We are not sure we will ever again see a year in financial markets such as we have experienced, endured and, at times, enjoyed so far in 2020. Outbreaks of panic, followed by outbursts of unbridled enthusiasm has led to a rollercoaster for investors, which has forced us to keep focussed on the long-term investment landscape and, at times, hold our nerve. Equally, there have been several times this year when we have had to reassess the potential for favoured investments and recognise that their valuations were becoming excessive, leading to above-average levels of portfolio activity. Our assessment is that such a strategy will continue to be vital in the years ahead.
The market environment this year has been so extreme that we can easily make the case that we have seen two equity market bubbles and one crash in the same year (and we are only two-thirds of the way through 2020!). Fixed interest markets have been similarly volatile, even if the rises and falls have not been quite so extreme. As we described at the end of the first quarter, the heavy falls that we saw in the miserable month of March afforded investors an excellent long-term recovery opportunity across medium to higher risk fixed interest markets. Like many of the events in 2020, we have been surprised by the speed with which fixed interest markets have healed, with most investments having made healthy positive returns and our fixed interest portfolio in positive territory this year. This has led to a change in the discussions with our clients on the subject from “will there be further falls and a better entry point present itself?” to “have I missed it after the recovery?”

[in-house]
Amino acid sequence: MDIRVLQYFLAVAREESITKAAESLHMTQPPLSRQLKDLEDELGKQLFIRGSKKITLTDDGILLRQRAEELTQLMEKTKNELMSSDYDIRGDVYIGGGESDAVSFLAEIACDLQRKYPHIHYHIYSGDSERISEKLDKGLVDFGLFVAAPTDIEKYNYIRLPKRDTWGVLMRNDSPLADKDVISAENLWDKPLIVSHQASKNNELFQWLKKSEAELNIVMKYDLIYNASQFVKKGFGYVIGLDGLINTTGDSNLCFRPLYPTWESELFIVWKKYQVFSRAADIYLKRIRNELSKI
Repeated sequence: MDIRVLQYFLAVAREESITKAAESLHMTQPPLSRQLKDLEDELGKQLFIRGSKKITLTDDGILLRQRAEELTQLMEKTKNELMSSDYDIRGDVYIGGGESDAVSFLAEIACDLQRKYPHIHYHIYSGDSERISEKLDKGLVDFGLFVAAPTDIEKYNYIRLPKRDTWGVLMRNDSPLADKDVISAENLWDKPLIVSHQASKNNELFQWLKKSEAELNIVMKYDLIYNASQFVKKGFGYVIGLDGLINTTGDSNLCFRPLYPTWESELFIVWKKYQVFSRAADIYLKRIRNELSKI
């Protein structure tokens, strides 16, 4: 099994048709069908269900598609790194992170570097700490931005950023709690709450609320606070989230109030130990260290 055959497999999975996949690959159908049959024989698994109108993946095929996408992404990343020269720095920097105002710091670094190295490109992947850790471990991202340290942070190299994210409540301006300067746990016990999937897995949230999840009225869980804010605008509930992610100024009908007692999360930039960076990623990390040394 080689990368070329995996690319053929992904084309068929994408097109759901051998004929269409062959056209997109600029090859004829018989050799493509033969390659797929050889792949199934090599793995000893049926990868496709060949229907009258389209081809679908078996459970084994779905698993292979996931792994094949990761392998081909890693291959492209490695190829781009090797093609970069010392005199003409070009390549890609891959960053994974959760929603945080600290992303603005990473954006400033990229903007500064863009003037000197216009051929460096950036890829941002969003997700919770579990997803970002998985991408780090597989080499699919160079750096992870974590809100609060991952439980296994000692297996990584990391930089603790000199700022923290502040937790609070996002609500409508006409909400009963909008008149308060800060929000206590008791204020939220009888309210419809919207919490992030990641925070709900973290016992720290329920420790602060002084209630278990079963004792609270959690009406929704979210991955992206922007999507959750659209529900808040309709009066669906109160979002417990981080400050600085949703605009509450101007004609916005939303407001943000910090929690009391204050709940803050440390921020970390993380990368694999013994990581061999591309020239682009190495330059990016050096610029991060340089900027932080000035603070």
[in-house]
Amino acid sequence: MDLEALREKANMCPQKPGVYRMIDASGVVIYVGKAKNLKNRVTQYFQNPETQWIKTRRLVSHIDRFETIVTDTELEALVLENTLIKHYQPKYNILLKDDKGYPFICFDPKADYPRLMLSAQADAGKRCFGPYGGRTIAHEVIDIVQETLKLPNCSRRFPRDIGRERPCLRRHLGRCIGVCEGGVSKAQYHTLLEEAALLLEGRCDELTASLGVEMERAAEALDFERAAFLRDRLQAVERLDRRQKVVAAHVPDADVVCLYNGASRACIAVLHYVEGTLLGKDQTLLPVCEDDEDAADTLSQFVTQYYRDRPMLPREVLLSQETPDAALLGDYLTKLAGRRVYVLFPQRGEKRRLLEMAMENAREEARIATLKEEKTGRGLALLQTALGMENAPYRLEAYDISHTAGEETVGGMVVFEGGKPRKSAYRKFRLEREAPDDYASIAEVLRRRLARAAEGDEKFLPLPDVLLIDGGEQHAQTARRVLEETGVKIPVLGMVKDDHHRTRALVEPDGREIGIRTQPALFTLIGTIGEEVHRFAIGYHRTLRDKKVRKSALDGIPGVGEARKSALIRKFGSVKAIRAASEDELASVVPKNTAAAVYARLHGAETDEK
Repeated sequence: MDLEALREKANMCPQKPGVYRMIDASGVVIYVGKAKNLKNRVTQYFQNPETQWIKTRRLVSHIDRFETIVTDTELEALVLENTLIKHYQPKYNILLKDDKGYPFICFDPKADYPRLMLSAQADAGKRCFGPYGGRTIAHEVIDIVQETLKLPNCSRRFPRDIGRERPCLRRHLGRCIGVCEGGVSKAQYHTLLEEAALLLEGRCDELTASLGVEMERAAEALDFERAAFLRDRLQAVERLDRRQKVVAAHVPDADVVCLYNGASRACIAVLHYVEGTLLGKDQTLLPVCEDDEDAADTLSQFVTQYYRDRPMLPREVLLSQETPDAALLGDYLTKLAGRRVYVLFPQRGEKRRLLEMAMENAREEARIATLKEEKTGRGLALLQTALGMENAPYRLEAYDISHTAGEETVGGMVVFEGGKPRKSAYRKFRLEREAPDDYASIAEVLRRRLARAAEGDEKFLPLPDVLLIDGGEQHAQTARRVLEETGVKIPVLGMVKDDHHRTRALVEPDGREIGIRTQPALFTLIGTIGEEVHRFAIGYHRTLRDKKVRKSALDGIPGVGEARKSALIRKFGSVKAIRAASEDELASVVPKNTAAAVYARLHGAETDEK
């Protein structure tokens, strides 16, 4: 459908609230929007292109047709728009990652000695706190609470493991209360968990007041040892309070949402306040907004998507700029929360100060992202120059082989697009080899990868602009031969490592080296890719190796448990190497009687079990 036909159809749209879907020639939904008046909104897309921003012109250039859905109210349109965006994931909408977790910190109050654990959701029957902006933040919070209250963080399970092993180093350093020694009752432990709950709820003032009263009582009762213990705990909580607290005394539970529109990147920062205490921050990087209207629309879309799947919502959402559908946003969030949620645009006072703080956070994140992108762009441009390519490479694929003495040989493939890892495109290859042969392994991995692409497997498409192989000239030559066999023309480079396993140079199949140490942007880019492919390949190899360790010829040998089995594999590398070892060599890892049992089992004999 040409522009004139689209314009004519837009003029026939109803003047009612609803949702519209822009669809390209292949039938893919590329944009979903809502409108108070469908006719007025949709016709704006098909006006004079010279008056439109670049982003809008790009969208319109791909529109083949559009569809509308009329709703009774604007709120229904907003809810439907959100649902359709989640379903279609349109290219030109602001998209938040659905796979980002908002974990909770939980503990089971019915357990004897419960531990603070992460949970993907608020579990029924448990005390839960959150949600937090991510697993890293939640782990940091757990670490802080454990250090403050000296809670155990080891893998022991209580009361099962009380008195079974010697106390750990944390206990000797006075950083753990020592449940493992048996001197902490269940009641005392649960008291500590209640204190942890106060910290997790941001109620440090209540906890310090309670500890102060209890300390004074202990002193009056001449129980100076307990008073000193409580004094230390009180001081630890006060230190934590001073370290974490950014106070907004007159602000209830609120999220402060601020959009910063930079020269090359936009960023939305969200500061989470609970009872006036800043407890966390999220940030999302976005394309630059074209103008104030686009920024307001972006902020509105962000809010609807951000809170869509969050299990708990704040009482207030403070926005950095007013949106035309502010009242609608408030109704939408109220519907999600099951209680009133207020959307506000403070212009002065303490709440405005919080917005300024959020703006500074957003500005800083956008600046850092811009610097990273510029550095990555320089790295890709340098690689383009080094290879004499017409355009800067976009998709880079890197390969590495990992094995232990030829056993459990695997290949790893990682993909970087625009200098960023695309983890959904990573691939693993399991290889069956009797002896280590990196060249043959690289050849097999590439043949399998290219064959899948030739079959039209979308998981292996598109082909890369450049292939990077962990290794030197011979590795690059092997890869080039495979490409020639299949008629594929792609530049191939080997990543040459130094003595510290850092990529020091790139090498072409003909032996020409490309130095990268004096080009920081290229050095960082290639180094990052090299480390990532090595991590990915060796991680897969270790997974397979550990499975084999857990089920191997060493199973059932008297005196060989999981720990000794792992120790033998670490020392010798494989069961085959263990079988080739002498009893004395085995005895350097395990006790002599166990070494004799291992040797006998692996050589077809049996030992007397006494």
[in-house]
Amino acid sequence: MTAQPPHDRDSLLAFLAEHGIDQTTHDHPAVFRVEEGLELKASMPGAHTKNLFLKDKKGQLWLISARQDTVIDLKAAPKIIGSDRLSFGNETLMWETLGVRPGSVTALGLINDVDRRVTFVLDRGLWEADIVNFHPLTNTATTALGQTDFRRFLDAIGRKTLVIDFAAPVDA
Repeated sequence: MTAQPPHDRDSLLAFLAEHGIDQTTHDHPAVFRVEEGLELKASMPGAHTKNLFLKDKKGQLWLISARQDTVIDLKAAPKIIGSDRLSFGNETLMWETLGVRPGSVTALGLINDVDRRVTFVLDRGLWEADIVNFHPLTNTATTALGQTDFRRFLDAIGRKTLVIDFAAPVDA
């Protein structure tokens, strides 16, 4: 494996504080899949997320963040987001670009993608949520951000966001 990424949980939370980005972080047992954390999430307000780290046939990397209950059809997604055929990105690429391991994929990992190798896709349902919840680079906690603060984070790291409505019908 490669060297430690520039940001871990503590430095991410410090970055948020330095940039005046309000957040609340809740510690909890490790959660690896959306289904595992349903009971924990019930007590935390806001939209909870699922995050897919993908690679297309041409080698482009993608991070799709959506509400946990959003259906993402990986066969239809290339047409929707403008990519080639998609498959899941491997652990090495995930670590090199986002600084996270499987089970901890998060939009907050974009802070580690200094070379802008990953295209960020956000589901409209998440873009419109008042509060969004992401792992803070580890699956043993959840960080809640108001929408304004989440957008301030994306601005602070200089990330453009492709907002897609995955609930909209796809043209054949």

Paradoxically, the answer to “have I missed it?” is both “yes” and “no”. We have seen an almost unbelievable recovery in bond prices over the last few months, which has meant that the chances of further capital appreciation are now limited. Certainly, some of our selected investments offer the prospects for further recovery in prices, but for the most part it is a case of generating attractive levels of income. The risk and reward characteristics have also shifted markedly in the last five months; when we were discussing “generational” buying opportunities across selected fixed interest opportunities at the start of the second quarter of 2020, the prospects for defaults and bankruptcies were significantly higher than they are now and that dynamic was reflected in the extremely high yields on offer. Fast forward to today and we believe that those companies and emerging countries that were likely to default have done so and that further damage on that front will be limited, therefore justifying the lower yields that investors can now achieve by comparison to the turbulent times of the spring of this year.